In Fruitland I stopped at the little store and had a couple of ice cream sandwiches and a short rest. Somewhere along in there I stopped at a very sixties view area, arranged in front of some very picturesque cliffs and some nicely contrasting pasturage. Too bad it wasn’t better kept up. A little later, just before Duchesne, I stopped at another rest area, more modern, very well kept up by a caretaker who happened to be there and who wanted to talk. So he told me about the ‘gravity hills’ I must have crossed in Nevada, where you’re pointing downhill but the local warped gravity field pulls you backward. He seemed pretty serious about this. There certainly were several climbs along US 50 in Nevada that looked like they were descents because of the non-level horizon.

From there, it was a short distance to Starvation Lake, which was supposed to have a state park campground (with showers!) that I was thinking about staying at, but I never saw the entrance. So I went a couple miles more into Duchesne and easily found the one motel in town - cheap and reasonably comfortable for the price - and checked in.

Snowmelt, Climbing to Daniels Pass, East of Heber City
Snowmelt, climbing to Daniels Pass, east of Heber City

West of Duchesne
West of Duchesne

West of Duchesne, Viewed from a Neglected, Sixties-Design Rest Stop
West of Duchesne, viewed from a neglected, sixties-design rest stop

15 May - Sunday - 57.6 miles/977 total
Duchesne to Vernal

There were only 58 miles to do today, so there was no pressure to leave early, and I didn’t.

The dry semi-desert on the west side of town changed suddenly to farmland on the east. The fields here were soggy with irrigation. But the flat horizontal lines of low red buttes were always in the background. The road followed the Duchesne River downhill all the way to Roosevelt, where I stopped for a pre-fab pizza lunch at a gas station convenience store.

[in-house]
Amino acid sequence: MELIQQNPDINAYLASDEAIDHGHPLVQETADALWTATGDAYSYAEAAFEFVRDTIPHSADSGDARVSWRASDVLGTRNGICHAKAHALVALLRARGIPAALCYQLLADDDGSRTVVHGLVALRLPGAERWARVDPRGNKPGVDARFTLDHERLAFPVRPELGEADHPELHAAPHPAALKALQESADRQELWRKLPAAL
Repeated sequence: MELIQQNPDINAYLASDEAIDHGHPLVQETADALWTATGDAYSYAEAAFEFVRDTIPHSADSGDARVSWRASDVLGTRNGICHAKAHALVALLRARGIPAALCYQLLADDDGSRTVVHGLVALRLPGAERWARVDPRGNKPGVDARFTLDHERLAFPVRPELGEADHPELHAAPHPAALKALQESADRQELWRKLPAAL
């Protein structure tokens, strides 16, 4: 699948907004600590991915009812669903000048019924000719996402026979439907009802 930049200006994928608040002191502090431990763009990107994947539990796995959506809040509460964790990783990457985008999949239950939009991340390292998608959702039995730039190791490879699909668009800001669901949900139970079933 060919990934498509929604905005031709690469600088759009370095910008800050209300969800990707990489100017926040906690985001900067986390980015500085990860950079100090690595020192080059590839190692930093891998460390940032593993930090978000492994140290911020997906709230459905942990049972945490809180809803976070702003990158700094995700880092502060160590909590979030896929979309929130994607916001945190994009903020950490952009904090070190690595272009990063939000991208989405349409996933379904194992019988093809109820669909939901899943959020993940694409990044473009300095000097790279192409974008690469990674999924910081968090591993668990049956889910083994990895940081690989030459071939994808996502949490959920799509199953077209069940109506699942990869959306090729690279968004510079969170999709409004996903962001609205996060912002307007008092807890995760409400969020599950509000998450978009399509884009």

After Roosevelt, it was dry again, flat, then a little rolling. Finally I climbed one long and unexpected uphill to just before Vernal. In this stretch I saw the first signs of an oil drilling rig, although I haven’t seen a pumping jack yet. A good downhill, after which I checked into one of the two local Best Westerns where I was supposed to be due a free night (pay with MasterCard, stay three nights, fourth night free!). The motel didn’t seem to know about this promotion - I have a feeling I’m not going to get my free night.
At the motel there were some guys with mountain bikes, come to ride the local back country, one of whom had once ridden from Wyoming to New York on a Serrota with a trailer. I asked him about the road ahead; he didn’t think there would be a serious climb on my 90 miles tomorrow to Maybell.

Low Mesa, East of Duchesne
Low mesa, east of Duchesne

week 4